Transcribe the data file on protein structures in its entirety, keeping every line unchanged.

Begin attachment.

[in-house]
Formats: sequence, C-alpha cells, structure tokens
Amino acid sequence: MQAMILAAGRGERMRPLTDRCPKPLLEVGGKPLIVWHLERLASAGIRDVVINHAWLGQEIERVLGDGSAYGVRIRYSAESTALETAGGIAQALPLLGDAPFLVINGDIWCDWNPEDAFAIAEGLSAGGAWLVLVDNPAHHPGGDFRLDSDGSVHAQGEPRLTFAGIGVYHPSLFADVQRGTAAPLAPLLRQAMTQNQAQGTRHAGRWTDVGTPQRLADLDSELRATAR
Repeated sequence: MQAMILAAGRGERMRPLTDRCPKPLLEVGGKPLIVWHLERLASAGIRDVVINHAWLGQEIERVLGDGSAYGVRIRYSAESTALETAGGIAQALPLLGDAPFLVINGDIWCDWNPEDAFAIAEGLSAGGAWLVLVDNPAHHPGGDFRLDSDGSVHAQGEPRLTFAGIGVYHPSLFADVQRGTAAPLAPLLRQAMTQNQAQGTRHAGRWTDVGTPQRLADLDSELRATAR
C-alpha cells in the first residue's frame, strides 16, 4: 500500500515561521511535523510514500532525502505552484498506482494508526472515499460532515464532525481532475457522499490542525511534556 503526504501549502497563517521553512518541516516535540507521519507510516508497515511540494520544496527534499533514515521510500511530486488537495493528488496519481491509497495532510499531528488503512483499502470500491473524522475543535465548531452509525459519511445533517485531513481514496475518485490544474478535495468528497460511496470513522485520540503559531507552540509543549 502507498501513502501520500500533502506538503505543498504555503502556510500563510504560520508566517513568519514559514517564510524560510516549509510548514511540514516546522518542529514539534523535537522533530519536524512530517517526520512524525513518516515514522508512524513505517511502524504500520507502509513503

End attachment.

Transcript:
[in-house]
Formats: sequence, C-alpha cells, structure tokens
Amino acid sequence: MQAMILAAGRGERMRPLTDRCPKPLLEVGGKPLIVWHLERLASAGIRDVVINHAWLGQEIERVLGDGSAYGVRIRYSAESTALETAGGIAQALPLLGDAPFLVINGDIWCDWNPEDAFAIAEGLSAGGAWLVLVDNPAHHPGGDFRLDSDGSVHAQGEPRLTFAGIGVYHPSLFADVQRGTAAPLAPLLRQAMTQNQAQGTRHAGRWTDVGTPQRLADLDSELRATAR
Repeated sequence: MQAMILAAGRGERMRPLTDRCPKPLLEVGGKPLIVWHLERLASAGIRDVVINHAWLGQEIERVLGDGSAYGVRIRYSAESTALETAGGIAQALPLLGDAPFLVINGDIWCDWNPEDAFAIAEGLSAGGAWLVLVDNPAHHPGGDFRLDSDGSVHAQGEPRLTFAGIGVYHPSLFADVQRGTAAPLAPLLRQAMTQNQAQGTRHAGRWTDVGTPQRLADLDSELRATAR
C-alpha cells in the first residue's frame, strides 16, 4: 500500500515561521511535523510514500532525502505552484498506482494508526472515499460532515464532525481532475457522499490542525511534556 503526504501549502497563517521553512518541516516535540507521519507510516508497515511540494520544496527534499533514515521510500511530486488537495493528488496519481491509497495532510499531528488503512483499502470500491473524522475543535465548531452509525459519511445533517485531513481514496475518485490544474478535495468528497460511496470513522485520540503559531507552540509543549 502507498501513502501520500500533502506538503505543498504555503502556510500563510504560520508566517513568519514559514517564510524560510516549509510548514511540514516546522518542529514539534523535537522533530519536524512530517517526520512524525513518516515514522508512524513505517511502524504500520507502509513503